Build a Relationship With Your Kids and That Means NOT Being Their Best Friend

My daughter was five when she looked at me and said, “You know my favorite part about getting in trouble?  When you take me in your arms and tell me what I did wrong, how much you love me, and what I can do to make it better.”

Discipline means teaching your kids.  I say this over and over to them, “I love you too much to allow you to act like this.  My job is to grow you to be the best you can be and that means that not allowing you to act like this.”  Over the course of time they know that loving them means growing them.  I give them the grace to grow, but when they do not improve themselves, I need to step in with boundaries.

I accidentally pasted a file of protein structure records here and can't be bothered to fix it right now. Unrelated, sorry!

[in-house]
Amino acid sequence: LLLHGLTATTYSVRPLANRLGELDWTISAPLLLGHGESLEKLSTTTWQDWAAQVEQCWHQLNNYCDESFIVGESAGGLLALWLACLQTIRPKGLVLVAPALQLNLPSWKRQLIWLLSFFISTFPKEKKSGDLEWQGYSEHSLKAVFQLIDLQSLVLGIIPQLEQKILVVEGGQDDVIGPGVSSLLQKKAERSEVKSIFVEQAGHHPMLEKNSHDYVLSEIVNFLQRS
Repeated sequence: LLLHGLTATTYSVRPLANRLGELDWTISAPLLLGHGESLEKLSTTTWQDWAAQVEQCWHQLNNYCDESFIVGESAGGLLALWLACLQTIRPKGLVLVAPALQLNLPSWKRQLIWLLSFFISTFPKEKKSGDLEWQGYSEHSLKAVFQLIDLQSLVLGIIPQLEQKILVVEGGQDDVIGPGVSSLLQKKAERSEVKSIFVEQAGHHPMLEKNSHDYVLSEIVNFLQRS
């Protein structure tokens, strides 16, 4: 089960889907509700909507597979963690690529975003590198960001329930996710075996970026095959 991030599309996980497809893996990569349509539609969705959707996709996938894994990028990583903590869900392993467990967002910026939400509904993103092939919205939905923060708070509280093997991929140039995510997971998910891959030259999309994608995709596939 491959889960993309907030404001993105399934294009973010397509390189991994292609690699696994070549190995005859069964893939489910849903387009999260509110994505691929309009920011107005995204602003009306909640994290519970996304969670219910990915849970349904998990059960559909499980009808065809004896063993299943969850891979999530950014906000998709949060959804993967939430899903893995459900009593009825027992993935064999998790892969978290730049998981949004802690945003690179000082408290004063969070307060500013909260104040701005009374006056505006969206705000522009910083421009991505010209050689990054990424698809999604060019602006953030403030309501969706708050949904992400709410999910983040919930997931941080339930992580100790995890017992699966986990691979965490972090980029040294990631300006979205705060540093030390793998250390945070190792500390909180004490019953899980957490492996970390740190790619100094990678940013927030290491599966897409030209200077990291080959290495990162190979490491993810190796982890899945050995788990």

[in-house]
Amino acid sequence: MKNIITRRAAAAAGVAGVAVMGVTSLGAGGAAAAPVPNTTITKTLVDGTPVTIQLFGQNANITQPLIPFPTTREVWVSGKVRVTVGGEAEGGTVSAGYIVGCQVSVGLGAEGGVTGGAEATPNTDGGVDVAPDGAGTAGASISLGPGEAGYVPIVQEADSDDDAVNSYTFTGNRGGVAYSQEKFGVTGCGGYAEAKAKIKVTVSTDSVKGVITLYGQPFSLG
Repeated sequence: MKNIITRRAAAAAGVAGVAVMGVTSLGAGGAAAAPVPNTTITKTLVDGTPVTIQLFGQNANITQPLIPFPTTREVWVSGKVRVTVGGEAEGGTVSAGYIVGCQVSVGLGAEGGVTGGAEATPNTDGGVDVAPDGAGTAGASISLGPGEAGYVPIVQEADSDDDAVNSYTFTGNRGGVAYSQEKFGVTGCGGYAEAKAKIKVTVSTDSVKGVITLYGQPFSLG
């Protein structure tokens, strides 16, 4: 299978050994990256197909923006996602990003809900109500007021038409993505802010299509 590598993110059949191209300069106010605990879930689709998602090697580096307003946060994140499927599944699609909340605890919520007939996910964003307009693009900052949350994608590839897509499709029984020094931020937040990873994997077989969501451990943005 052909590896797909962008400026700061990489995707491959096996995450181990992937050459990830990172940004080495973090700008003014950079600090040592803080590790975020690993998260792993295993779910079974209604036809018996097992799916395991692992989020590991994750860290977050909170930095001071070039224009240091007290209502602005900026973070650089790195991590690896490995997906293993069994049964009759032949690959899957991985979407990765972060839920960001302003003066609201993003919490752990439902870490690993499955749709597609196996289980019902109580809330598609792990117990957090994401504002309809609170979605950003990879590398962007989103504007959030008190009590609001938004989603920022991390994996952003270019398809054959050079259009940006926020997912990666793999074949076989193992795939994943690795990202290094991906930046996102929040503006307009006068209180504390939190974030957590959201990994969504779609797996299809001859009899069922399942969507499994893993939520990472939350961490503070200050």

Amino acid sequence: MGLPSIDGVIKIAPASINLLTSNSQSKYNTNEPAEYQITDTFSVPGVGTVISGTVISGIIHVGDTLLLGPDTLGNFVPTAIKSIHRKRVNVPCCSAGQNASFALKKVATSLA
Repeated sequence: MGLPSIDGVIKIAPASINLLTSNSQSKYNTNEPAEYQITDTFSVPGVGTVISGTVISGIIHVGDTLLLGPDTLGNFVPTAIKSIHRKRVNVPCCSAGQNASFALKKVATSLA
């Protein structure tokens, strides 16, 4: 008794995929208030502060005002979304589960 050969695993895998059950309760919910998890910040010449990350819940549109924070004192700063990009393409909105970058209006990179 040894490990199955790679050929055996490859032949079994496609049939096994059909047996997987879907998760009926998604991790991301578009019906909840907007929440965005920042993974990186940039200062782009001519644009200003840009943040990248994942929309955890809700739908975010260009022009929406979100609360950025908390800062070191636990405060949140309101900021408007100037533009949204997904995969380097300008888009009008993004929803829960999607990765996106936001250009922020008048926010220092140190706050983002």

I need to raise my kids to be able to step into this world, take their place in it, work hard and be independent.  They do not get there by me making excuses for them, keeping consequences from them, and keeping them happy.  Life is hard.  My job is to help them deal with life by growing their self control, responsibilities, and respect.  That process is draining as a parent.  This is a 24/7 job that will suck the life out of you.  Sometimes what you do will work and sometimes you will fail immensely.  This is how I show them the process.  I say to them, “You are not perfect.  I am not perfect.  Life is not perfect.  You are growing as a kid and I am growing as a parent.  We will not always get it right, but there is nothing you can do that will make me love you less and there is nothing you can do that will make me love you more.”  And by then, they know I say what I mean and mean what I say.